4 Alternatives to Selling Your Business

Many entrepreneurs dream of selling and sailing into the sunset, an image glorified in the media. But selling a business doesn’t always make financial or economic sense. When a sale is completed, the former owner loses cash flow and control and must pay taxes on his profits. What’s left may not have been worth it. Instead of selling and cashing in in full, entrepreneurs can explore other ways to reap the benefits of selling while still owning the property.

Coran Woodmass is the founder of Billion Dollar Exits, a boutique consulting firm that helps founders discover creative options for taking chips off the table without selling their business or relinquishing control. They also work with clients to scale their business using M&A strategies. Woodmass has founded multiple companies in the M&A industry and invested in others and understands the nuances of acquisition and the alternatives.

“Most founders believe there are only two options: grow or sell their business,” but Woodmass shares four alternatives available to any founder that might make more sense.

leverage debt

Selling a business means giving up control, but may need to stay for an earn-out period, which can last up to five years. An alternative to this is exploring creative ways to access liquidity while maintaining control. In his book, Stretchy Little Black Pants, Lululemon founder Chip Wilson wrote that he regretted selling his company to a private equity firm. He considers that if he had used debt against the company to take chips off the table, he would have given his family security without losing control of the company, which eventually happened.

In practice, Woodmass explains, this means “borrowing money that is secured against your assets, which you repay over a period of time.” The bank gives you cash and you pay it back from future profits. You do not give up shares in the company, but you do pay interest. If you have a great business, it can unlock scale without denting your equity; assuming you are up for the challenge and want to grow your business.

Sell ​​and stay in control

“Selling doesn’t have to mean giving up control,” Woodmass explains. He pointed to Gravitiq, a UK-based health and wellness company, whose team he advises. “The founders sold their first brand to their new company (allowing them to personally withdraw money) and still have majority control and ownership of the new company.” Since then, they have raised $55 million from investors to help scale up and acquire other health and wellness brands. In the M&A world, this is known as recapitalization.

Making smart use of the corporate structure combined with honesty and openness with investors can mean eating and eating your pie. Find out what’s for sale and why. Think about why you want to sell. For many, the money in their bank is more important than their business bank account; it means they can make big personal purchases. It may be that this goal is achieved by freeing up the money rather than selling stock.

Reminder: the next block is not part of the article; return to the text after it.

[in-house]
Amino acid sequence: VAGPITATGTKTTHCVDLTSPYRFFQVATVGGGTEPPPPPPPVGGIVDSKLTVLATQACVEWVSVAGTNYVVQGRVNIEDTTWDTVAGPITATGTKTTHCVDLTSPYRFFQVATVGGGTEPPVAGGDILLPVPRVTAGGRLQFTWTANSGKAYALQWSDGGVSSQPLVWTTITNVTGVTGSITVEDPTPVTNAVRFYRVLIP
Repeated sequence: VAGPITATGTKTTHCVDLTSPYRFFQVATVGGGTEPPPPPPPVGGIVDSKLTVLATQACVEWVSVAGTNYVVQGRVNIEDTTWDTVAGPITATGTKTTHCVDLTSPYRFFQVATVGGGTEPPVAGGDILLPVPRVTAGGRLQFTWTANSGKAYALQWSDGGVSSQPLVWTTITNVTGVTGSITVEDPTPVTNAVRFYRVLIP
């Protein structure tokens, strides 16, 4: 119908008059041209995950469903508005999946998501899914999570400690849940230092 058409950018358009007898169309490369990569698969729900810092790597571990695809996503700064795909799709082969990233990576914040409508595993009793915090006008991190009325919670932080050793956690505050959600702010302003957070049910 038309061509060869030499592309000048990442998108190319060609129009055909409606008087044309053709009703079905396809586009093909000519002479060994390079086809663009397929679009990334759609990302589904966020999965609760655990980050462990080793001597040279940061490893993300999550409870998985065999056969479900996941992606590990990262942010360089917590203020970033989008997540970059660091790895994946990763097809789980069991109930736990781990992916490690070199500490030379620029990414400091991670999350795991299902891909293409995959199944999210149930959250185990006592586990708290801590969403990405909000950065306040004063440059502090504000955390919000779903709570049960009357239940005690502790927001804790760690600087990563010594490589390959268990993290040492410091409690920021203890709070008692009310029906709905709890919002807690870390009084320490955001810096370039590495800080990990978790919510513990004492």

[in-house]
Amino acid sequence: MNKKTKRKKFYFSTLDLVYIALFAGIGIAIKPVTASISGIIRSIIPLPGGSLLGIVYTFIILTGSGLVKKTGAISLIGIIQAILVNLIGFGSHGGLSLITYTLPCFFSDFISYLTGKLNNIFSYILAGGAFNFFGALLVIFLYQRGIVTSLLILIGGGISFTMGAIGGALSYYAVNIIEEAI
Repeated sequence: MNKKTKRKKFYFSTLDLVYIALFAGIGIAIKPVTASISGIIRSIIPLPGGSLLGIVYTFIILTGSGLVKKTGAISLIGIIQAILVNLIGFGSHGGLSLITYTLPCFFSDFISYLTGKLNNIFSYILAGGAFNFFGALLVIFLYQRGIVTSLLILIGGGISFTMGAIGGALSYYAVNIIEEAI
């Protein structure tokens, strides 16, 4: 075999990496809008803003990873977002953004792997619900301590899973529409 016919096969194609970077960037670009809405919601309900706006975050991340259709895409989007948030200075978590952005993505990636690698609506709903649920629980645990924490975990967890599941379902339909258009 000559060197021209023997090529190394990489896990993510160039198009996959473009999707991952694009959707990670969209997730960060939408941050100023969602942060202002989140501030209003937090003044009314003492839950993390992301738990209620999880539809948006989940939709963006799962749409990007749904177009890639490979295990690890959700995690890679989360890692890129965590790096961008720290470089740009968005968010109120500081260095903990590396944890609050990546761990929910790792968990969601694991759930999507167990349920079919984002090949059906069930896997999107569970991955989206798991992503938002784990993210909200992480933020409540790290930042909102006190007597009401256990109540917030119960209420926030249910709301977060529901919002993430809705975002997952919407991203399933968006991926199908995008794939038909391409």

Acquire instead of sell

Could it be that the reasons why you want to sell match the benefits of buying? A new reality, a new challenge, a new team. Could you buy one or more other companies and roll them up together to accomplish all of these things? An entrepreneur who is stagnant or bored might seriously consider this route.

“One of our customers did this,” Woodmass says. “They shifted their focus to acquiring other companies as a way to grow after realizing that they were trying to sell because they were fed up with their business as it stands.” There are plenty of businesses for sale, there are plenty of owners looking to retire. Could you buy your competitors in your industry? Can you look at people doing the same as you in another country, with different technology or a different customer base? Once you’ve set your sights on it, you may find a new plan; one you can’t wait to get started with.

Invest on the go

If a business is worth selling, it must be profitable. If it is profitable, those profits should be invested wisely. John Paul DeJora, co-founder of John Paul Mitchell Systems, told his story of being homeless three times on the road to becoming a billionaire. Woodmass explained that DeJora, “learned the hard way to get the profit out of any business, no matter how much potential there was, to invest for his family.” DeJora’s chosen vehicle is now real estate, which typically has tax breaks for entrepreneurs.

By reinvesting your profits into other cash-generating projects, you can increase your returns. Moving on, you might also consider investing in other companies through angel investing or syndicates where high returns could bring the benefits that selling would have had. Your risk is spread, your future payout can be high and you maximize your chance to free up your time in the future should one of your investments pay off.

If you’re seriously considering selling your business, you need to make it clear why. Obviously there are several other ways to use your business for greater cash flow if that is your primary goal. Ideally, when you sell your company, you enter the negotiations from a strong position. By leveraging debt to grow your business, restructure your assets, acquire other businesses and invest along the way, you will likely be in a stronger position with a better company, able to deliver a higher selling price and to enforce better terms. Going forward with just one of these selling alternatives could achieve all the benefits without any of the drawbacks; making you wonder why you ever wanted to sell.

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